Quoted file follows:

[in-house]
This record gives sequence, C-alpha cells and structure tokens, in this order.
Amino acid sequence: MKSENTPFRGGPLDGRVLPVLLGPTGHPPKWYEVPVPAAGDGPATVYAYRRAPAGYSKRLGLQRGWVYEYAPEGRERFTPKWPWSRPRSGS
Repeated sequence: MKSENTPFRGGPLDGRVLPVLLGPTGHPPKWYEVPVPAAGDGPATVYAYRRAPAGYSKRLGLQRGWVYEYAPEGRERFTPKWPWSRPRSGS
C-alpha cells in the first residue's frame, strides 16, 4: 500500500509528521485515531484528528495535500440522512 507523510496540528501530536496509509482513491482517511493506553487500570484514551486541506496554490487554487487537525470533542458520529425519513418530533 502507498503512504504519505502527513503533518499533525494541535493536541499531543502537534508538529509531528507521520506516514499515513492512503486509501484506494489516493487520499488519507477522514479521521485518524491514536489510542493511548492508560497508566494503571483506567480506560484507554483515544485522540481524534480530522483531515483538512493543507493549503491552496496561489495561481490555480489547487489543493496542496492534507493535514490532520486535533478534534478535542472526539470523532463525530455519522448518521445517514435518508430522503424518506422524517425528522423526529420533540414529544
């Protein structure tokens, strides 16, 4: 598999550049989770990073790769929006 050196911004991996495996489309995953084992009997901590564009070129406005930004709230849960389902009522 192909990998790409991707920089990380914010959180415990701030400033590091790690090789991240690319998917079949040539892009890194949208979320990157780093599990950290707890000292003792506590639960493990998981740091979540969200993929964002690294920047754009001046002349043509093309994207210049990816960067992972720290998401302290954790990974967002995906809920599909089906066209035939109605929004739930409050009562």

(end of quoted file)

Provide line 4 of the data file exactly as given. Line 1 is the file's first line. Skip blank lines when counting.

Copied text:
Repeated sequence: MKSENTPFRGGPLDGRVLPVLLGPTGHPPKWYEVPVPAAGDGPATVYAYRRAPAGYSKRLGLQRGWVYEYAPEGRERFTPKWPWSRPRSGS